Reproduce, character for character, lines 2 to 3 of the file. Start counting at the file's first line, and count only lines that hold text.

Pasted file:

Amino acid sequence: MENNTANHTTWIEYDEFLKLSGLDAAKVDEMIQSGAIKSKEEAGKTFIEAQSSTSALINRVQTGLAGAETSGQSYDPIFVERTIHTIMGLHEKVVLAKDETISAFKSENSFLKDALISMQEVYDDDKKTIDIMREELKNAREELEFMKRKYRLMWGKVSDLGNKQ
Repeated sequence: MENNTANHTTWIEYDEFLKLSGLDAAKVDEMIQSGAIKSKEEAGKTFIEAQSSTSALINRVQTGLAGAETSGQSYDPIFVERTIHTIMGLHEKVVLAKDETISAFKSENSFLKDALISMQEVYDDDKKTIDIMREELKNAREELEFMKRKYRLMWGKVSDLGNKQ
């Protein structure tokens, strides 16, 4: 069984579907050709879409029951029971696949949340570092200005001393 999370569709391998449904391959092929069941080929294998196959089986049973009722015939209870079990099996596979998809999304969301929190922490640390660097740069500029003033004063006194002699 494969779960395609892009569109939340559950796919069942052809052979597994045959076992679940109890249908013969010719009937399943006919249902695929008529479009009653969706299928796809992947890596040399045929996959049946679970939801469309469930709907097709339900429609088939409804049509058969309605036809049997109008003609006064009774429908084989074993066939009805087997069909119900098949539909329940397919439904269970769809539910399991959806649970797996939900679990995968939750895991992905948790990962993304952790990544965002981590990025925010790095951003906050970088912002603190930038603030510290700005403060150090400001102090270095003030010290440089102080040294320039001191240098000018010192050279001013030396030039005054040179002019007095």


Repeated sequence: MENNTANHTTWIEYDEFLKLSGLDAAKVDEMIQSGAIKSKEEAGKTFIEAQSSTSALINRVQTGLAGAETSGQSYDPIFVERTIHTIMGLHEKVVLAKDETISAFKSENSFLKDALISMQEVYDDDKKTIDIMREELKNAREELEFMKRKYRLMWGKVSDLGNKQ
């Protein structure tokens, strides 16, 4: 069984579907050709879409029951029971696949949340570092200005001393 999370569709391998449904391959092929069941080929294998196959089986049973009722015939209870079990099996596979998809999304969301929190922490640390660097740069500029003033004063006194002699 494969779960395609892009569109939340559950796919069942052809052979597994045959076992679940109890249908013969010719009937399943006919249902695929008529479009009653969706299928796809992947890596040399045929996959049946679970939801469309469930709907097709339900429609088939409804049509058969309605036809049997109008003609006064009774429908084989074993066939009805087997069909119900098949539909329940397919439904269970769809539910399991959806649970797996939900679990995968939750895991992905948790990962993304952790990544965002981590990025925010790095951003906050970088912002603190930038603030510290700005403060150090400001102090270095003030010290440089102080040294320039001191240098000018010192050279001013030396030039005054040179002019007095």